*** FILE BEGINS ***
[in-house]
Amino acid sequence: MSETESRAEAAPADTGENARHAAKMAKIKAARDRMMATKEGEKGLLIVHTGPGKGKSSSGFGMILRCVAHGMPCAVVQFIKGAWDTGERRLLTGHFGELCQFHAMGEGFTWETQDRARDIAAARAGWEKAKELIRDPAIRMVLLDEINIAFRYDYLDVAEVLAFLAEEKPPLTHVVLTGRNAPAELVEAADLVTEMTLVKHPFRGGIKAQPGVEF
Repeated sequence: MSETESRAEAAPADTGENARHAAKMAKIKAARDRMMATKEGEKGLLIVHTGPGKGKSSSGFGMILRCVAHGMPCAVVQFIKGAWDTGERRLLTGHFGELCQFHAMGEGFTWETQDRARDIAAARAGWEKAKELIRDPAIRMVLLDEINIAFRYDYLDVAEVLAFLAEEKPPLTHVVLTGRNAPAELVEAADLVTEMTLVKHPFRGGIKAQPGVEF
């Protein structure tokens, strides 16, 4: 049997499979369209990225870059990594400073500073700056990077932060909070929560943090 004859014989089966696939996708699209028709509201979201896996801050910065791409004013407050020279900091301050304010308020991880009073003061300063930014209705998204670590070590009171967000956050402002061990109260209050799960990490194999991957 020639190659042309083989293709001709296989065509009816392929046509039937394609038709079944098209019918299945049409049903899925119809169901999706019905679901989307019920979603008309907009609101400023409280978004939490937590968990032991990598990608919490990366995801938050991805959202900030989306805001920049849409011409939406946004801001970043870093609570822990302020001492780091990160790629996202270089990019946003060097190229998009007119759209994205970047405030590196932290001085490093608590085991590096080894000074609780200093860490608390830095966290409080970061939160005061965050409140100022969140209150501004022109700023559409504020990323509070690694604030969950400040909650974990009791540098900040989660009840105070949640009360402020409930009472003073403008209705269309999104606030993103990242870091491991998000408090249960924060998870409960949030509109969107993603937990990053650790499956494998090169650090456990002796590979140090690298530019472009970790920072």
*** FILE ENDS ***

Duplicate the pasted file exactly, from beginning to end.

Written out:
[in-house]
Amino acid sequence: MSETESRAEAAPADTGENARHAAKMAKIKAARDRMMATKEGEKGLLIVHTGPGKGKSSSGFGMILRCVAHGMPCAVVQFIKGAWDTGERRLLTGHFGELCQFHAMGEGFTWETQDRARDIAAARAGWEKAKELIRDPAIRMVLLDEINIAFRYDYLDVAEVLAFLAEEKPPLTHVVLTGRNAPAELVEAADLVTEMTLVKHPFRGGIKAQPGVEF
Repeated sequence: MSETESRAEAAPADTGENARHAAKMAKIKAARDRMMATKEGEKGLLIVHTGPGKGKSSSGFGMILRCVAHGMPCAVVQFIKGAWDTGERRLLTGHFGELCQFHAMGEGFTWETQDRARDIAAARAGWEKAKELIRDPAIRMVLLDEINIAFRYDYLDVAEVLAFLAEEKPPLTHVVLTGRNAPAELVEAADLVTEMTLVKHPFRGGIKAQPGVEF
């Protein structure tokens, strides 16, 4: 049997499979369209990225870059990594400073500073700056990077932060909070929560943090 004859014989089966696939996708699209028709509201979201896996801050910065791409004013407050020279900091301050304010308020991880009073003061300063930014209705998204670590070590009171967000956050402002061990109260209050799960990490194999991957 020639190659042309083989293709001709296989065509009816392929046509039937394609038709079944098209019918299945049409049903899925119809169901999706019905679901989307019920979603008309907009609101400023409280978004939490937590968990032991990598990608919490990366995801938050991805959202900030989306805001920049849409011409939406946004801001970043870093609570822990302020001492780091990160790629996202270089990019946003060097190229998009007119759209994205970047405030590196932290001085490093608590085991590096080894000074609780200093860490608390830095966290409080970061939160005061965050409140100022969140209150501004022109700023559409504020990323509070690694604030969950400040909650974990009791540098900040989660009840105070949640009360402020409930009472003073403008209705269309999104606030993103990242870091491991998000408090249960924060998870409960949030509109969107993603937990990053650790499956494998090169650090456990002796590979140090690298530019472009970790920072």